On the second visit, Bob and I split the crab ravioli which was bland and not worth the calories. I wish we would have opted for the crispy Maple Leaf Farms duck wings with your choice of salt and vinegar, garlic buffalo, or shagbark hickory teriyaki. Apparently Bob, like myself, abides by the saying “I did not fight my way to the top of the food chain to be a vegetarian.” He devoured the Tavern Smoked Bison Burger dressed up with charred tomato barbeque glaze and peppercorn bacon on brioche roll. I daintily ate the Tavern Smoked Prime Rib on grilled ciabatta with onions, smoky natural jus, and horseradish mousse. The “Tavern Smoked” preparation of both sandwiches added great flavor, and I would suggest either. If you are vegetarian they do offer a roasted pepper and grilled Portobello sandwich and some entrée-size salads and the non-meat pizzas, of course. The second visit was consistent with the first so that is a good sign.

Grab a colleague, friend, opposing counsel, mentor/mentee and enjoy sophisticated food in a sophisticated-tavern-type setting. Worthy of 3.5 gavels – if only you had remembered the ice cream and forgotten the crab ravioli!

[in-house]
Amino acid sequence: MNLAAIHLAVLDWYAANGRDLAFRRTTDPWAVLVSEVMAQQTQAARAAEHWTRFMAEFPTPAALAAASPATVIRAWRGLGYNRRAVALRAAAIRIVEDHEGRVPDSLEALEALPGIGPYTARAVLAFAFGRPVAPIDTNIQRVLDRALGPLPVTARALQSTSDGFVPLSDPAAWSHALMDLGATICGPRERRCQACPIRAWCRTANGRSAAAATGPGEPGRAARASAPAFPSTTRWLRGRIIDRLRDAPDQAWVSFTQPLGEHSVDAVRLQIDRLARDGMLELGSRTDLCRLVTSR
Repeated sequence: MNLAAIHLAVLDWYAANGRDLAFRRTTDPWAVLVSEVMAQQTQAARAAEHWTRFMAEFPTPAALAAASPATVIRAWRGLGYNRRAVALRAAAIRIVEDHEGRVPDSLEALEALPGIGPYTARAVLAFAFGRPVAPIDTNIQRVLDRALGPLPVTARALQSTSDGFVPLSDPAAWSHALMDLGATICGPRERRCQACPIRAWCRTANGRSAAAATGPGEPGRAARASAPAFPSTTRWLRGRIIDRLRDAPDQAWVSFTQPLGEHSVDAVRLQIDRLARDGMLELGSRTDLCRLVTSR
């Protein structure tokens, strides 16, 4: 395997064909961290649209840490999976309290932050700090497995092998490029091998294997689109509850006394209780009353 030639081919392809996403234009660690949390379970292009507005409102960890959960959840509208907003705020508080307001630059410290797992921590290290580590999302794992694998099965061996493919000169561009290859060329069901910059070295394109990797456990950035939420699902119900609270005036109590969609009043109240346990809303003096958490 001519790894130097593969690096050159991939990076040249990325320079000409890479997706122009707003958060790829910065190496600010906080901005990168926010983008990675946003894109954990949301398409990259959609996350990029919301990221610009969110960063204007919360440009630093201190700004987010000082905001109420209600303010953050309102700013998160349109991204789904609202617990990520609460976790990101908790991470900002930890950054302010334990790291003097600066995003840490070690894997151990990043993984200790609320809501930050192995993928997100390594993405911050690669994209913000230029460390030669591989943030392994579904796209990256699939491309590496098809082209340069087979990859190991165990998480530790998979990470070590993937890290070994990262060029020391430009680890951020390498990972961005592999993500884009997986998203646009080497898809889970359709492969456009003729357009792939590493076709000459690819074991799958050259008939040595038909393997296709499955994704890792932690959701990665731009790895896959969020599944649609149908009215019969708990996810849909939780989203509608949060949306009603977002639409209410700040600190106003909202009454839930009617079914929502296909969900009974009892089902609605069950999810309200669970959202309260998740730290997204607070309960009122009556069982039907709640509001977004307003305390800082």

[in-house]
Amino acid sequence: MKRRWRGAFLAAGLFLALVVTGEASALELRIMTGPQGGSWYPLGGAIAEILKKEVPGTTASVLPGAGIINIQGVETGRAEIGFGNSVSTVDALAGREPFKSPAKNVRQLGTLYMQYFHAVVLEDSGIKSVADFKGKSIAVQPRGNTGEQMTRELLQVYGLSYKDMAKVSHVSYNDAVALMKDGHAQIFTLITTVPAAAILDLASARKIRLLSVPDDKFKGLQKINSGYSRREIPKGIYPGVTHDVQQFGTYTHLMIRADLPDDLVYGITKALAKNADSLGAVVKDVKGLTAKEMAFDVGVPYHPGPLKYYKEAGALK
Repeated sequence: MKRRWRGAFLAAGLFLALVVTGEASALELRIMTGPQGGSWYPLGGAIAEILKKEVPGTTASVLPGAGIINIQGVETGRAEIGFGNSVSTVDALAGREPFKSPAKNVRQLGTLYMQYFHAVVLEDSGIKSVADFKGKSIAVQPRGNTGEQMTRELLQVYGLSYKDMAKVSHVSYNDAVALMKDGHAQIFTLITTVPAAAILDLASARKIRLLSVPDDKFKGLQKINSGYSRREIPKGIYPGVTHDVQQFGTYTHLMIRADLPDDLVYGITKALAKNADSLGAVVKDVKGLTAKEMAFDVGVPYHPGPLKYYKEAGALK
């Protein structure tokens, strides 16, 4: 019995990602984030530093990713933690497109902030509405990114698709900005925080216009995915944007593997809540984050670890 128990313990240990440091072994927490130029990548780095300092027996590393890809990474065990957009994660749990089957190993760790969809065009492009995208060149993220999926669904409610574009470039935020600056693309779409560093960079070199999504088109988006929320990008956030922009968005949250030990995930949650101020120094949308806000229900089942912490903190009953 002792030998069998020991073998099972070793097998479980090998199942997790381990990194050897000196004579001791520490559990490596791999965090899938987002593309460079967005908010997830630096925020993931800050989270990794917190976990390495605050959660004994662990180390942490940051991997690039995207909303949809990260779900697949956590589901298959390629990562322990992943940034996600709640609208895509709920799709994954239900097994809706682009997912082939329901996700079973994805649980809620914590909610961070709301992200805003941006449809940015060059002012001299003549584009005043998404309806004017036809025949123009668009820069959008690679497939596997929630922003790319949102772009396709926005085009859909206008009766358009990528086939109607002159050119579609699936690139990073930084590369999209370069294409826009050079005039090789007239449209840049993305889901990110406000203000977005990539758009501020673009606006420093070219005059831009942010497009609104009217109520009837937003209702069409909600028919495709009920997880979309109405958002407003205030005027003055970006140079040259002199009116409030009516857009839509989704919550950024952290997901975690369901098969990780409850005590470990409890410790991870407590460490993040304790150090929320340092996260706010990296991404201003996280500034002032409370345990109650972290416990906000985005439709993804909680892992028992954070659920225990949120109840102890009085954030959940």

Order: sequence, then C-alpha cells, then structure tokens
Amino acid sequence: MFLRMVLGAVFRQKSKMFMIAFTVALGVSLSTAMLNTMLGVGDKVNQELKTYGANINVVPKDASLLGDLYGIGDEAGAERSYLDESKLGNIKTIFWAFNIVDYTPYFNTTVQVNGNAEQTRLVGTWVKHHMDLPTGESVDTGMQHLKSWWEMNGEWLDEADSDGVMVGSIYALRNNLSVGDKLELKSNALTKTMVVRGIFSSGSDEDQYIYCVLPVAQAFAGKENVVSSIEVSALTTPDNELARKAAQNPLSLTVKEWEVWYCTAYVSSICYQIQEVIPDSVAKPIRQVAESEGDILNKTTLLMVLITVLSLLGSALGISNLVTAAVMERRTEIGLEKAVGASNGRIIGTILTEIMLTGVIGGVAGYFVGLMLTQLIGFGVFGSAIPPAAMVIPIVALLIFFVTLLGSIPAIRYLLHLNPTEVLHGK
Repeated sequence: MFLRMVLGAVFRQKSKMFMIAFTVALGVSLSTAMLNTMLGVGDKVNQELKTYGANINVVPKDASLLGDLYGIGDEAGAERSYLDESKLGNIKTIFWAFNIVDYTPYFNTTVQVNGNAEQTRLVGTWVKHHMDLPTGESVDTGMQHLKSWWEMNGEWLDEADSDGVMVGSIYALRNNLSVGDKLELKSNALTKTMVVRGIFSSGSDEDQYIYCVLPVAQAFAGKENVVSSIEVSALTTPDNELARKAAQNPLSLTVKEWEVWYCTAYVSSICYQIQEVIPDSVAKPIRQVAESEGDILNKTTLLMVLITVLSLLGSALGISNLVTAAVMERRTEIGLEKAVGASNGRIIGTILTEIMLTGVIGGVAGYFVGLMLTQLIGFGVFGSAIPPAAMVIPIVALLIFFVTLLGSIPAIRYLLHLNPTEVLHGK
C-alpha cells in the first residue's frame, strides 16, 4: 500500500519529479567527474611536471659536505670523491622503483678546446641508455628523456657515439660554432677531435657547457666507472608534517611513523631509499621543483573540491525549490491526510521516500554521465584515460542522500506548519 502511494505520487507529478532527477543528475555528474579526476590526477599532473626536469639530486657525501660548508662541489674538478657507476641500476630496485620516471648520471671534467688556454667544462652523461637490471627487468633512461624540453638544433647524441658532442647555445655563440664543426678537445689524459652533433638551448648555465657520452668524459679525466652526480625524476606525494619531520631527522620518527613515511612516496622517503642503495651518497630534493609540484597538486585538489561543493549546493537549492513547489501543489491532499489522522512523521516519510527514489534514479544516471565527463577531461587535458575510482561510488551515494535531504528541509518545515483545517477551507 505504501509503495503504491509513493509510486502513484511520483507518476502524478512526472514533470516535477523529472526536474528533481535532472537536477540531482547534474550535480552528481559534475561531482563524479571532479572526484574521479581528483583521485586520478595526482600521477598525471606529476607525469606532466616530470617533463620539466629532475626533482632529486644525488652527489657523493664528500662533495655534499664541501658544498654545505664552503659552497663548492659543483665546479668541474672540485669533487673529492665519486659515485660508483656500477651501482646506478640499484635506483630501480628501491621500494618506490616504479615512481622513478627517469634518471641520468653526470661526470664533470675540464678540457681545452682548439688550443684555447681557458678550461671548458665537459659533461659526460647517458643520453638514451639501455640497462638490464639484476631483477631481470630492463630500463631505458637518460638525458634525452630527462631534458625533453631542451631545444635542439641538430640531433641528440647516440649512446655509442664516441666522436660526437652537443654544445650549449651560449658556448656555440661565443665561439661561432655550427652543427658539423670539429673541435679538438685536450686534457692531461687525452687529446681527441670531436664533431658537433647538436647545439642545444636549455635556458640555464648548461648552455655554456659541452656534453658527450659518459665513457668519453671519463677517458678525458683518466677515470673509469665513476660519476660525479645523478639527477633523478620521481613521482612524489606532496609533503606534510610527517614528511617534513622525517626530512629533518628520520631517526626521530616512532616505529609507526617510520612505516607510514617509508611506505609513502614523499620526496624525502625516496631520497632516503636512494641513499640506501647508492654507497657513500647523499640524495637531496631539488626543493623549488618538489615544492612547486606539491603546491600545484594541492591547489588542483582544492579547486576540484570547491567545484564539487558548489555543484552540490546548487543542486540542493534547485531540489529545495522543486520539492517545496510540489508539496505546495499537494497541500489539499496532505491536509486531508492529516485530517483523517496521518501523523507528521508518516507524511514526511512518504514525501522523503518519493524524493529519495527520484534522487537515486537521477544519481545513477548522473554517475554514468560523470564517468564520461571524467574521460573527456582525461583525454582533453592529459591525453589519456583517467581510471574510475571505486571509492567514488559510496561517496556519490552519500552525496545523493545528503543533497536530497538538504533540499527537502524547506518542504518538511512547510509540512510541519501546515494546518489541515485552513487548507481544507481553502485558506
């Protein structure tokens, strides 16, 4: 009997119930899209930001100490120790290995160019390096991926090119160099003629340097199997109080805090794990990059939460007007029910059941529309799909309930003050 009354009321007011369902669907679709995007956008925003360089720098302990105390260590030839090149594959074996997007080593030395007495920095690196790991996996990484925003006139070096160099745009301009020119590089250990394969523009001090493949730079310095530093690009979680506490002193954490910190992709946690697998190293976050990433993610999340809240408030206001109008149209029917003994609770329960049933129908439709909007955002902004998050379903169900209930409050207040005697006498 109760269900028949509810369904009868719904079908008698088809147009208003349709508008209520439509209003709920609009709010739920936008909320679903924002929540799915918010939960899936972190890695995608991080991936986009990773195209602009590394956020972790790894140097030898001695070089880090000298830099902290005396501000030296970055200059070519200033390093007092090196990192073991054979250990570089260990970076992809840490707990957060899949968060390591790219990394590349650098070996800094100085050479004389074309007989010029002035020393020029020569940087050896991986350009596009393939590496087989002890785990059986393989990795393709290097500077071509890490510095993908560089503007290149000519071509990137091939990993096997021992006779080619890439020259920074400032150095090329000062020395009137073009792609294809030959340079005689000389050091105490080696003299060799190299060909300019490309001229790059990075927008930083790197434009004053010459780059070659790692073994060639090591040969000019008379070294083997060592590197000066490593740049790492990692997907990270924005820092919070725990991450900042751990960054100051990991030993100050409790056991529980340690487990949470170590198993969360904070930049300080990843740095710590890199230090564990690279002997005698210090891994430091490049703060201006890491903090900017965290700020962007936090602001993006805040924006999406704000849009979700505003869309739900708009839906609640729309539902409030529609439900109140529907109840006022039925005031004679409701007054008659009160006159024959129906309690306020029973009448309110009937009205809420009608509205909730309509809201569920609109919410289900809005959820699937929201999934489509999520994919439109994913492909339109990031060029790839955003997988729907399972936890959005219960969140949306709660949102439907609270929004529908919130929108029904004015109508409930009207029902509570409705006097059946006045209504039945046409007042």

Tavern on South is located at 423 W. South Street in Indianapolis, Ind. For more details visit: www.tavernonsouth.com.•

Fred Vaiana and Jennifer M. Lukemeyer practice at Voyles Zahn Paul Hogan & Merriman in Indianapolis, focusing in criminal defense. Vaiana is a 1992 graduate of the John Marshall Law School in Chicago. Lukemeyer earned her J.D. from Southern Methodist University in 1994 and is active in the Indianapolis Bar Association, Indianapolis Inn of Courts, and the Teen Court Program. The opinions expressed in this column are the authors’.

ADVERTISEMENT

Post a comment to this story

COMMENTS POLICY
We reserve the right to remove any post that we feel is obscene, profane, vulgar, racist, sexually explicit, abusive, or hateful.
 
You are legally responsible for what you post and your anonymity is not guaranteed.
 
Posts that insult, defame, threaten, harass or abuse other readers or people mentioned in Indiana Lawyer editorial content are also subject to removal. Please respect the privacy of individuals and refrain from posting personal information.
 
No solicitations, spamming or advertisements are allowed. Readers may post links to other informational websites that are relevant to the topic at hand, but please do not link to objectionable material.
 
We may remove messages that are unrelated to the topic, encourage illegal activity, use all capital letters or are unreadable.
 

Messages that are flagged by readers as objectionable will be reviewed and may or may not be removed. Please do not flag a post simply because you disagree with it.

Sponsored by
ADVERTISEMENT